It was DEFINITELY a year of change for the backyard, which meant that vegetable growing took a bit of a back burner.Continue reading “A Garden Year in Review: The Veggies”
Tag vegetable gardening
The Texas Garden in February
*This is, I promise, not a thumb in the eye to everyone dealing with something rhyming with “bee molar cortex.”*
Winter in Texas is different. We still have to mow- not because the grass isn’t mostly dormant- it is- but because the weeds aren’t.
So the yard is still green, just don’t look too closely because the lushest thickest greenest parts in winter… are the patchiest St. Augustine grass in summer thanks to all this crab grass that looks so great right now.
And in winter I have to weed more than in summer- like I did last weekend in the driveway bed. Seeds are coming up thanks to all the rain (it’s raining now actually)- thing is I didn’t like, plant many seeds, you dig? Most of the emerging plants and seedlings were weeds and got the ol’ heave ho. But there is returning coreopsis and mexican hat- so I’m happy about those old friends returning again for another year.
There are also about 20 reseeded larkspur, which I am so thankful for- they’re one of my favorites and I’ve been trying to grow them for over 15 years! There are gardens right here in Texas full of larkspurs- I’ve seen with mine own eyes 50′ beds of larkspur… but here all I get are a few small stragglers. I am a gardener on a mission though. So while the larkspur are spotty, there are at least some of them, and more than there were last year. In classic “of course they are” fashion- the seedlings are almost all hugging the far side of the bed next to the neighbor’s house. Do I smell or something, larkspurs? Like, rude.
I actually do know what the deal is- larkspur like sandy well drained soils- and I’ve almost always been on clay. I’m working on the tithe, constantly, so maybe one day. One day.
It is obviously winter though- so it’s an odd juxtaposition all around- dormant grass and green lawn weeds. Cut back perennials and blooming annuals. Leafless trees and roses in bud and bloom. Dead leaves and new seedlings.
I should say the trees are mostly leafless (that means they’re slightly in leaf! I’m gonna overuse that quote I swear to god). While all the reasonable trees on the street are bare, our red oak out front is still shaggy with dead leaves- and will remain like that all the way until the new leaf buds start.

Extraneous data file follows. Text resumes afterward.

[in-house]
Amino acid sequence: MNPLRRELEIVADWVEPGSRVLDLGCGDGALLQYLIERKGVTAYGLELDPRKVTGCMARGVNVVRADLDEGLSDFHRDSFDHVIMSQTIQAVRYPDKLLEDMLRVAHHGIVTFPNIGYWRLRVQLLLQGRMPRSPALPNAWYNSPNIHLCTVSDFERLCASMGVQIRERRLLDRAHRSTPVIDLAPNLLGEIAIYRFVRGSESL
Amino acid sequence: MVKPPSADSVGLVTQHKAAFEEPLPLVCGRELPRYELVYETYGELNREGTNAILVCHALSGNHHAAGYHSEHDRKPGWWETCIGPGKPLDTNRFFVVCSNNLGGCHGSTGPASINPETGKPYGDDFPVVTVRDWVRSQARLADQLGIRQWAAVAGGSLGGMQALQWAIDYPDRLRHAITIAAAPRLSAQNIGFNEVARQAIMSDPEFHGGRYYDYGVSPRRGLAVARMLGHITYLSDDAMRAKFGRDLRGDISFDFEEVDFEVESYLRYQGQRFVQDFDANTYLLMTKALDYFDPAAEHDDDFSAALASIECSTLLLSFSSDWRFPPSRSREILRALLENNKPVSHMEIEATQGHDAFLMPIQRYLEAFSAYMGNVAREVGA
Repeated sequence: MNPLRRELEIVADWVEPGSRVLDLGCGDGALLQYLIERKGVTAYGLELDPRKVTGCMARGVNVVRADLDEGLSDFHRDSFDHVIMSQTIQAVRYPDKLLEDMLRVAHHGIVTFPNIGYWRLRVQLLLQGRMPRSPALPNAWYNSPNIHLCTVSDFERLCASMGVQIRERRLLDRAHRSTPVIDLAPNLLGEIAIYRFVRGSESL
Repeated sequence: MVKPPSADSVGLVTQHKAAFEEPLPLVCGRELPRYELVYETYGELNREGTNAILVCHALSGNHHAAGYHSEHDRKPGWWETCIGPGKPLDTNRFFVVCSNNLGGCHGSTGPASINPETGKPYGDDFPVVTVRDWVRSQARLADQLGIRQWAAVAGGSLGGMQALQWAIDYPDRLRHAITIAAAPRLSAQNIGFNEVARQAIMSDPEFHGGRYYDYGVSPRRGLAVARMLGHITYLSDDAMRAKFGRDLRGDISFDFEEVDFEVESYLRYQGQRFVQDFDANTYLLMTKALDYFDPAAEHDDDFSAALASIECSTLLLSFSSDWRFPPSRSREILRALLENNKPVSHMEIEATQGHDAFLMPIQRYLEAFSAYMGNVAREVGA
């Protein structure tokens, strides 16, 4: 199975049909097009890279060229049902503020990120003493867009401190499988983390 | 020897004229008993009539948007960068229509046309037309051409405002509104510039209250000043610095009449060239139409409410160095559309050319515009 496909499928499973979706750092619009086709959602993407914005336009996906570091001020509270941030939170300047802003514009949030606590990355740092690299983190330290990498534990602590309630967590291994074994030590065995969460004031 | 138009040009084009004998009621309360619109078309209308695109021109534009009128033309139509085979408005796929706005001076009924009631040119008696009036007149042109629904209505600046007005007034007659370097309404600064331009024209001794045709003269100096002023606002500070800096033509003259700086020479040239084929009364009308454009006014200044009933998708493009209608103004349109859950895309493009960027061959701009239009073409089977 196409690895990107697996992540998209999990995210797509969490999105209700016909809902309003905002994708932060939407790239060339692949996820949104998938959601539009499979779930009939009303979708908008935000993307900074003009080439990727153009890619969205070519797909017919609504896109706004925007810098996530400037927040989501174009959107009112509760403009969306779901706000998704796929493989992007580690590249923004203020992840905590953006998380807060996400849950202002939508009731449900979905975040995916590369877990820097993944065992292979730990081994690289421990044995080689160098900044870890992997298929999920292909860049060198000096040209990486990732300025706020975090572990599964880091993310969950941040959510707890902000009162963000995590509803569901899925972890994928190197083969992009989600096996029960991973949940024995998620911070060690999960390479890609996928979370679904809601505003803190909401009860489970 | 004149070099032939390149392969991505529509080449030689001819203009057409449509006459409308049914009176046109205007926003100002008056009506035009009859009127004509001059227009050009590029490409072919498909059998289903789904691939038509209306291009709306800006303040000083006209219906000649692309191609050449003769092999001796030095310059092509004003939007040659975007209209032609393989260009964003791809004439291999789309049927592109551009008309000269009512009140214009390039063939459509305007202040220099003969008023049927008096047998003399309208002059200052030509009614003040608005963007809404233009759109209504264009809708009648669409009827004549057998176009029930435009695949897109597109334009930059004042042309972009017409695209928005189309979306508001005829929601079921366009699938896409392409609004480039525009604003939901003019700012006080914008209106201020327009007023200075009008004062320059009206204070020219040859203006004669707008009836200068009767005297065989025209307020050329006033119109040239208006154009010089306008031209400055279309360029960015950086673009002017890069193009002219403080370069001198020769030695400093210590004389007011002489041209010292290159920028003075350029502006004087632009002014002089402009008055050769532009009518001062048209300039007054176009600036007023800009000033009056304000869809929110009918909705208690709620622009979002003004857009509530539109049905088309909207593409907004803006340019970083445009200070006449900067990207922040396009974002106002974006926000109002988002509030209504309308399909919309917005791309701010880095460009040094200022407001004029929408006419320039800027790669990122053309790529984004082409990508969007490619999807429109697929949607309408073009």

There are new cultivars of red oaks that not only have better fall color (ours is more purple/maroon/brown than red) but they are also better at self cleaning. We’ll continue to have a slow shed of brown leaves all winter, so will never be without piles of leaves on the ground, but the tree will still look just like this. (If it was oil and not leaves it’d be Hanukkah.)
But even with that annoyance- I love the tree. At our old house the entire neighborhood was Arizona Ash trees- just the crappiest tree the world has ever known- they shouldn’t even count as real trees! So to have a red oak and a nice pecan to call our own… I’ll take them even with the shaggy winter look.
The roses are all blooming and setting buds… which poses it’s own conundrum. Like I mentioned, it is extra warm and wet this winter, so the roses haven’t really gone dormant. And while lovely, the deadline for pruning is coming up quickly. Texas rose pruning deadlines are easy to remember- it’s mid February. Roses. Valentine’s Day. Easy peasy. But I’m just going to have to wait till after blooming this year.
As for the rest of the driveway bed, the snapdragons are coming in nicely. Though they are unfortunately in the same spot as some daffodils I forgot about and with a nicotinia that is coming back. I’d call it the french intensive method of packing plants, but the truth is I just forgot the daffodils were there and the nicotinia was a survivor when I pulled the rest out thinking they were dead. D’oh!